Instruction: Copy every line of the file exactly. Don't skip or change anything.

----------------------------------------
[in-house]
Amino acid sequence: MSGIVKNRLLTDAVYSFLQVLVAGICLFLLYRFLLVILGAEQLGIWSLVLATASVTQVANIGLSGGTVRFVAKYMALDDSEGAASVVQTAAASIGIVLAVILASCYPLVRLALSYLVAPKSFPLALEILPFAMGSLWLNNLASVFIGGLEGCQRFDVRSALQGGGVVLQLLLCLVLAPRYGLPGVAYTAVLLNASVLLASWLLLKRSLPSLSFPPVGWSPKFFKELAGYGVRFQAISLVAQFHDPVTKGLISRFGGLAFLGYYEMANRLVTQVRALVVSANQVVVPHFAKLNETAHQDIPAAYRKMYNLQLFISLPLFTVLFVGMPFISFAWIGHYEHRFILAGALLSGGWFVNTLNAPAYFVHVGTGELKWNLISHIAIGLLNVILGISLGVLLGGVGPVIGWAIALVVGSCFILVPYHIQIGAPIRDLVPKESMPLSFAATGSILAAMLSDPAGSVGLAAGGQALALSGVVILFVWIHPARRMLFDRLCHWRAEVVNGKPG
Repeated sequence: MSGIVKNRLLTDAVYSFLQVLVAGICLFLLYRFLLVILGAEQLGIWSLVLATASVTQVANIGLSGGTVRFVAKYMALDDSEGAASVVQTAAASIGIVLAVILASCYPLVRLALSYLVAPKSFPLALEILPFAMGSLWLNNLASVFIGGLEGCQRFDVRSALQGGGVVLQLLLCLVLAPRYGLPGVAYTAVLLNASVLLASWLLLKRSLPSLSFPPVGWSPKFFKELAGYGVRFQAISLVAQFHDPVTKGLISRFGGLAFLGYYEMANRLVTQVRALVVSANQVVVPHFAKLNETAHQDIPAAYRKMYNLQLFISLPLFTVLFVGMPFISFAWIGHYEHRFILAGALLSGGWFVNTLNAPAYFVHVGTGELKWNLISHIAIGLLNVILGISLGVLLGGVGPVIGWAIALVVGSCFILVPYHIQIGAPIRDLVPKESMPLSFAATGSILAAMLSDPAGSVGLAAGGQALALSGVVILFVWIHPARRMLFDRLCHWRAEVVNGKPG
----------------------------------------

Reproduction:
[in-house]
Amino acid sequence: MSGIVKNRLLTDAVYSFLQVLVAGICLFLLYRFLLVILGAEQLGIWSLVLATASVTQVANIGLSGGTVRFVAKYMALDDSEGAASVVQTAAASIGIVLAVILASCYPLVRLALSYLVAPKSFPLALEILPFAMGSLWLNNLASVFIGGLEGCQRFDVRSALQGGGVVLQLLLCLVLAPRYGLPGVAYTAVLLNASVLLASWLLLKRSLPSLSFPPVGWSPKFFKELAGYGVRFQAISLVAQFHDPVTKGLISRFGGLAFLGYYEMANRLVTQVRALVVSANQVVVPHFAKLNETAHQDIPAAYRKMYNLQLFISLPLFTVLFVGMPFISFAWIGHYEHRFILAGALLSGGWFVNTLNAPAYFVHVGTGELKWNLISHIAIGLLNVILGISLGVLLGGVGPVIGWAIALVVGSCFILVPYHIQIGAPIRDLVPKESMPLSFAATGSILAAMLSDPAGSVGLAAGGQALALSGVVILFVWIHPARRMLFDRLCHWRAEVVNGKPG
Repeated sequence: MSGIVKNRLLTDAVYSFLQVLVAGICLFLLYRFLLVILGAEQLGIWSLVLATASVTQVANIGLSGGTVRFVAKYMALDDSEGAASVVQTAAASIGIVLAVILASCYPLVRLALSYLVAPKSFPLALEILPFAMGSLWLNNLASVFIGGLEGCQRFDVRSALQGGGVVLQLLLCLVLAPRYGLPGVAYTAVLLNASVLLASWLLLKRSLPSLSFPPVGWSPKFFKELAGYGVRFQAISLVAQFHDPVTKGLISRFGGLAFLGYYEMANRLVTQVRALVVSANQVVVPHFAKLNETAHQDIPAAYRKMYNLQLFISLPLFTVLFVGMPFISFAWIGHYEHRFILAGALLSGGWFVNTLNAPAYFVHVGTGELKWNLISHIAIGLLNVILGISLGVLLGGVGPVIGWAIALVVGSCFILVPYHIQIGAPIRDLVPKESMPLSFAATGSILAAMLSDPAGSVGLAAGGQALALSGVVILFVWIHPARRMLFDRLCHWRAEVVNGKPG